This evening we went to see Pitch Perfect 3, the final installment of the college-a capella (“aca-stravaganza”) trilogy/franchise with which my wife is so obsessed that at one point I started having dreams about its star Anna Kendrick. This film is magnificent. The writers have freed themselves from the tyranny of plot, and someone has attacked post-production so savagely that 80% of the promotional trailer isn’t actually in the final film. There is a musical number approximately twice a minute, and it’s glorious. The key elements of close harmony, choreography, syncopated hysteria, and strongly-implied lesbianism survive from the first two films, plus this time Rebel Wilson has learned how to act. I laughed aloud at so many lines, not normally but in my trademark Cinema Laugh, where I emit an involuntary whoop and then laugh again at the same line, from memory, five to eight seconds later. The Sun tells us that Pitch Perfect 3 is a “bad, bad film”, so I expect you to buy tickets forthwith. This film isn’t forThe Sun. It’s for people who really like a capella and neurosis. Happy Pitchmas.
That aside, one actress who didn’t make it into the Pitch Perfect franchise is Emma Stone, key member of my ongoing list of “size zero Hollywood heroines who turn are revealed as having been incredibly under-used by absolutely slaying on Saturday Night Live” (the top two spots go to Gwyneth Paltrow and Lindsay Lohan). Tomorrow is the penultimate shopping day before Christmas, a.k.a. Panic Friday, and here is Emma Stone with Kate McKinnon with some essential advice on how to deal with last-minute Christmas shopping and That Person Who Just Gave You An Unexpected Present.
I am newly-returned from the festive shebang that was Christmas With The Oxford Gospel Choir, starring wife, >70 singers, and, crucially, two seven-year-old bellringers plucked from the audience to jingle away with such intensity that the evening became a Richard Curtis film (cheerily so, not Emma Thompson vs. adultery) and I became Christmassy mulled tears.
I should say TV’s Own Oxford Gospel Choir, since their Events Choir were recently finalists of Songs of Praise’s BBC Gospel Choir of the Year, and here’s a clip of their second performance! Solo by the incredible Lizzie Butler.
If you’re local to Oxford and keen to sing gospel music, I should stress that – despite the programme’s tone, it’s not a religious/evangelical choir (or I wouldn’t endorse it): the members are of all faiths and none. They perform at a wide range of events, from charity fundraisers and weddings to Oxford Pride and the Christmas Lights Festival. As a bonus, here’s a link to one of their star soloists, the staggeringly talented Helen Ploix (primarily, in our house, of ‘Is Helen going to sing How I Got Over? in this concert? If not, WHY NOT?’ fame, why does every concert not include this) – check out her version of Hallelujah, I Love Him So.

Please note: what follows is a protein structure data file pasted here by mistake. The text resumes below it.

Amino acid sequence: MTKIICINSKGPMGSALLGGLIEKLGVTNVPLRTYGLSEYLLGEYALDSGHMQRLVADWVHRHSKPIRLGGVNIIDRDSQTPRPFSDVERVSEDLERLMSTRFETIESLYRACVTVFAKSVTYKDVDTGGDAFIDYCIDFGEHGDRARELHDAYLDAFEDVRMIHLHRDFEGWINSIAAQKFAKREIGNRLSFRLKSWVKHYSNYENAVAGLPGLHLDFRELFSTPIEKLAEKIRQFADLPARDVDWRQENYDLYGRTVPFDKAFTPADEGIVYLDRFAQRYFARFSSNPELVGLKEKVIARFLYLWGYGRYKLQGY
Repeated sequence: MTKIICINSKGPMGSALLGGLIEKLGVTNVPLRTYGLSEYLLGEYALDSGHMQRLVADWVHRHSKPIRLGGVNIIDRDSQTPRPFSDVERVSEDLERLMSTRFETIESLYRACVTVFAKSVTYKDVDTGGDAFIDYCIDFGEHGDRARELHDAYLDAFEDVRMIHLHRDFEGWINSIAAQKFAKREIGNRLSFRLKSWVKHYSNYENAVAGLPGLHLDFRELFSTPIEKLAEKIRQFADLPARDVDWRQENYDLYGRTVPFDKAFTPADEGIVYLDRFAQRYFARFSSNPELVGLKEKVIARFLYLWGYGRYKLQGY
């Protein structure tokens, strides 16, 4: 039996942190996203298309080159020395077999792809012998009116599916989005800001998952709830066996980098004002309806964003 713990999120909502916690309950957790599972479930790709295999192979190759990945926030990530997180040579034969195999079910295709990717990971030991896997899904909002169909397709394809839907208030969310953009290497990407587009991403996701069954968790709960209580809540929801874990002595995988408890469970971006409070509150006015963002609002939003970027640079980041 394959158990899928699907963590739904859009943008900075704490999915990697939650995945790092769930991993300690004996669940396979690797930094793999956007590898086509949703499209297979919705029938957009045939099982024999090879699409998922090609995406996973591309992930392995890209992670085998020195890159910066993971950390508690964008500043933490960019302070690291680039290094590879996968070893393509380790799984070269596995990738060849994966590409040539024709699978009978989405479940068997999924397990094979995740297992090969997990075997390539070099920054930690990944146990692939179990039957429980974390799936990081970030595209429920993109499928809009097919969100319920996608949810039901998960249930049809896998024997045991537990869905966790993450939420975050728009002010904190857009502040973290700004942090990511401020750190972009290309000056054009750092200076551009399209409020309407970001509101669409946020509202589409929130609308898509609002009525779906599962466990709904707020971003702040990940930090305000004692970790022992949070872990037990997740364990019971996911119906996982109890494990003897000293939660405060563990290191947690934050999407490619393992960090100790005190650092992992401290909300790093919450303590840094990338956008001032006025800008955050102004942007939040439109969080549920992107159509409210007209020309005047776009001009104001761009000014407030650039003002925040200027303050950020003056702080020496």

The evening was fantastically festive. On the way home, wife and I discovered that the doomed tapas bar opposite our flat is now inexplicably a doomed Sri Lankan restaurant, and now we’re eating Pringles and recapping Strictly. Truly, the spirit of Christmas is nigh.
I spent some of this evening in Headington, helping to pack shoeboxes for Project Shoebox Oxford. This brilliant initiative assembles donated toiletries, cosmetics, small gifts and confectionery into decorated shoeboxes to be given to people in need. I went along in the expectation I’d be packing gifts for women in domestic violence shelters, but in fact there were also boxes for men, children, and babies. Most of the boxes go to Oxfordshire Domestic Abuse Services, but the shoebox gifts also help Simon House, the Gatehouse, and Asylum Welcome, the subject of an earlier Advent post. Simon House is a 52-bed, mixed-gender hostel for local rough sleepers and the vulnerably housed – which is due to be ‘decommissioned’ in April 2018, because, hey, it’s not like homelessness is getting worse every night in the city centre, or anything. The Gatehouse is perhaps Oxford’s best-known homeless initiative; a drop-in cafe for homeless people over the age of 25, at St Giles’ Hall on the Woodstock Road.
Volunteer packers are given a list and then go ‘shopping’ through the huge numbers of donations for the essentials, which (from memory) include toothbrush and toothpaste, shampoo and conditioner, face wash, flannel, soap, lotion, comb and hairbrush, sanitary products, hair products, cosmetics and makeup remover, and sweets [ETA: after writing this, I found there were guidelines here]. Those covered, you fill up the box with treats and whatever you think would surprise and please the recipient. Finally, you write and enclose a Christmas card, seal your box with an elastic band, and label it.
What really charmed me was the excellent quality of most of the donations. Of course, value or own-brand products are all many people can afford to give, and everything helps, but it was really exciting to put together an amazing box with treats from e.g. Kiehl’s or Clarins for a woman in a refuge, or to give the kind of colourful Body Shop and Soap & Glory I still used to enjoy to a seven-year-old girl. There were Braintree Bamboo Socks, Ted Baker body sprays, several hundred nail varnishes, and all sorts of pieces of jewellery and toys.